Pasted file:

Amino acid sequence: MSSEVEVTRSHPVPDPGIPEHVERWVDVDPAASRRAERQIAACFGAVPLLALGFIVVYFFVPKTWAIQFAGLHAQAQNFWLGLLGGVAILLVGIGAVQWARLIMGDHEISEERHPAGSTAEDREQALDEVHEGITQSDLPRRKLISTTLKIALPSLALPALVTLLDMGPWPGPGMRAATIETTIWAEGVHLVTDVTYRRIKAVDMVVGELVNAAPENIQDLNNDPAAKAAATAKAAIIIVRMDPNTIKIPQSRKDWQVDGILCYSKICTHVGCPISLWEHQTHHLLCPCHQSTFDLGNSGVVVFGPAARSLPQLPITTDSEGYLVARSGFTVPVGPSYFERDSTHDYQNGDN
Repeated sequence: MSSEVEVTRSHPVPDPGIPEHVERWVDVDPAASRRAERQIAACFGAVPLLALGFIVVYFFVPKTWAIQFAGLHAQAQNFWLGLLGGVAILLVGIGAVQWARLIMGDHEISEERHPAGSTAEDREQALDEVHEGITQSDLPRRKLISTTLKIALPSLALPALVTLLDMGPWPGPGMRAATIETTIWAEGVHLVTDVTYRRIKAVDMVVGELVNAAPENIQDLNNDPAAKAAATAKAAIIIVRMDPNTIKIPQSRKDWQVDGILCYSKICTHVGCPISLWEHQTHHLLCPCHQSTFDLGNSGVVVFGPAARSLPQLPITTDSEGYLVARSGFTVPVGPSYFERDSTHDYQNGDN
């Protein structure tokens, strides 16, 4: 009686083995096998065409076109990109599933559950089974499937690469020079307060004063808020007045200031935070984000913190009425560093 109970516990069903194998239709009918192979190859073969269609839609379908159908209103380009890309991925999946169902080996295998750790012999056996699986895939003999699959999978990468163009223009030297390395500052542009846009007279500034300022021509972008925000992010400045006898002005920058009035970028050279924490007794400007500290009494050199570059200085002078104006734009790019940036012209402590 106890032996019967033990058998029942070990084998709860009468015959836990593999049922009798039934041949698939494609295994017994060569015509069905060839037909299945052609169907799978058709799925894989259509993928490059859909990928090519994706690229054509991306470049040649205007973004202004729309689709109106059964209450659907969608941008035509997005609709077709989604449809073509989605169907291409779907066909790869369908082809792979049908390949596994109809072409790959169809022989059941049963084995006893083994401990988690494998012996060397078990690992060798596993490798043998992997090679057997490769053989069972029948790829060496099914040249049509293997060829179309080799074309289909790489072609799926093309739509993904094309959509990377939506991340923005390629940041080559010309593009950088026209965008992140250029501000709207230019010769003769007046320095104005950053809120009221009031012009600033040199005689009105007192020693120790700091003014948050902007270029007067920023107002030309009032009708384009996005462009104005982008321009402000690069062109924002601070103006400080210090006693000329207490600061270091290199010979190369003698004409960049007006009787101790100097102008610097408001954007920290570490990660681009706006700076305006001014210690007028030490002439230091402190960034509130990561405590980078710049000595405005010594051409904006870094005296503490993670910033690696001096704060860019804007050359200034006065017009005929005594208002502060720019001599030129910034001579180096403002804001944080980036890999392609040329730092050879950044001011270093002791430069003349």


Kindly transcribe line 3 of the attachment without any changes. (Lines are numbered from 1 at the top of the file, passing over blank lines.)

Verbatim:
């Protein structure tokens, strides 16, 4: 009686083995096998065409076109990109599933559950089974499937690469020079307060004063808020007045200031935070984000913190009425560093 109970516990069903194998239709009918192979190859073969269609839609379908159908209103380009890309991925999946169902080996295998750790012999056996699986895939003999699959999978990468163009223009030297390395500052542009846009007279500034300022021509972008925000992010400045006898002005920058009035970028050279924490007794400007500290009494050199570059200085002078104006734009790019940036012209402590 106890032996019967033990058998029942070990084998709860009468015959836990593999049922009798039934041949698939494609295994017994060569015509069905060839037909299945052609169907799978058709799925894989259509993928490059859909990928090519994706690229054509991306470049040649205007973004202004729309689709109106059964209450659907969608941008035509997005609709077709989604449809073509989605169907291409779907066909790869369908082809792979049908390949596994109809072409790959169809022989059941049963084995006893083994401990988690494998012996060397078990690992060798596993490798043998992997090679057997490769053989069972029948790829060496099914040249049509293997060829179309080799074309289909790489072609799926093309739509993904094309959509990377939506991340923005390629940041080559010309593009950088026209965008992140250029501000709207230019010769003769007046320095104005950053809120009221009031012009600033040199005689009105007192020693120790700091003014948050902007270029007067920023107002030309009032009708384009996005462009104005982008321009402000690069062109924002601070103006400080210090006693000329207490600061270091290199010979190369003698004409960049007006009787101790100097102008610097408001954007920290570490990660681009706006700076305006001014210690007028030490002439230091402190960034509130990561405590980078710049000595405005010594051409904006870094005296503490993670910033690696001096704060860019804007050359200034006065017009005929005594208002502060720019001599030129910034001579180096403002804001944080980036890999392609040329730092050879950044001011270093002791430069003349």